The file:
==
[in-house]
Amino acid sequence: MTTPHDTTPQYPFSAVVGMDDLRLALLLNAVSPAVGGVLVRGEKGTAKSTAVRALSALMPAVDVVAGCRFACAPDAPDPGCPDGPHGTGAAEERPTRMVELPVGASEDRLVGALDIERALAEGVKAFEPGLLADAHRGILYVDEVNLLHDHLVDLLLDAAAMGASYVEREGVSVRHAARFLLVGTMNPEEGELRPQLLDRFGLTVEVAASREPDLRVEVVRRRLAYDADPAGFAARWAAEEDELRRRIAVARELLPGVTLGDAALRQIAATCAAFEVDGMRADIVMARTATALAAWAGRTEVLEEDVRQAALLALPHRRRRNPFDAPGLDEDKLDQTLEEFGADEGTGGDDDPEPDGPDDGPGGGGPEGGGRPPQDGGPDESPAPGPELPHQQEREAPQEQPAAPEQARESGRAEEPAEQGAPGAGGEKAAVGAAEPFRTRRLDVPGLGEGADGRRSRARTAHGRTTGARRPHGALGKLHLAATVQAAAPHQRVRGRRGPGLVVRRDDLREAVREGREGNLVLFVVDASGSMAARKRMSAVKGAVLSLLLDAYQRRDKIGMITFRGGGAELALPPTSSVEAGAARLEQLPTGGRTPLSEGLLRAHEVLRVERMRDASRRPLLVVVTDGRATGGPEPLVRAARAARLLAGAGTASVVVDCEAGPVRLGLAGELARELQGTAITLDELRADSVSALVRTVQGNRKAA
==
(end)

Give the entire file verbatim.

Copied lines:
[in-house]
Amino acid sequence: MTTPHDTTPQYPFSAVVGMDDLRLALLLNAVSPAVGGVLVRGEKGTAKSTAVRALSALMPAVDVVAGCRFACAPDAPDPGCPDGPHGTGAAEERPTRMVELPVGASEDRLVGALDIERALAEGVKAFEPGLLADAHRGILYVDEVNLLHDHLVDLLLDAAAMGASYVEREGVSVRHAARFLLVGTMNPEEGELRPQLLDRFGLTVEVAASREPDLRVEVVRRRLAYDADPAGFAARWAAEEDELRRRIAVARELLPGVTLGDAALRQIAATCAAFEVDGMRADIVMARTATALAAWAGRTEVLEEDVRQAALLALPHRRRRNPFDAPGLDEDKLDQTLEEFGADEGTGGDDDPEPDGPDDGPGGGGPEGGGRPPQDGGPDESPAPGPELPHQQEREAPQEQPAAPEQARESGRAEEPAEQGAPGAGGEKAAVGAAEPFRTRRLDVPGLGEGADGRRSRARTAHGRTTGARRPHGALGKLHLAATVQAAAPHQRVRGRRGPGLVVRRDDLREAVREGREGNLVLFVVDASGSMAARKRMSAVKGAVLSLLLDAYQRRDKIGMITFRGGGAELALPPTSSVEAGAARLEQLPTGGRTPLSEGLLRAHEVLRVERMRDASRRPLLVVVTDGRATGGPEPLVRAARAARLLAGAGTASVVVDCEAGPVRLGLAGELARELQGTAITLDELRADSVSALVRTVQGNRKAA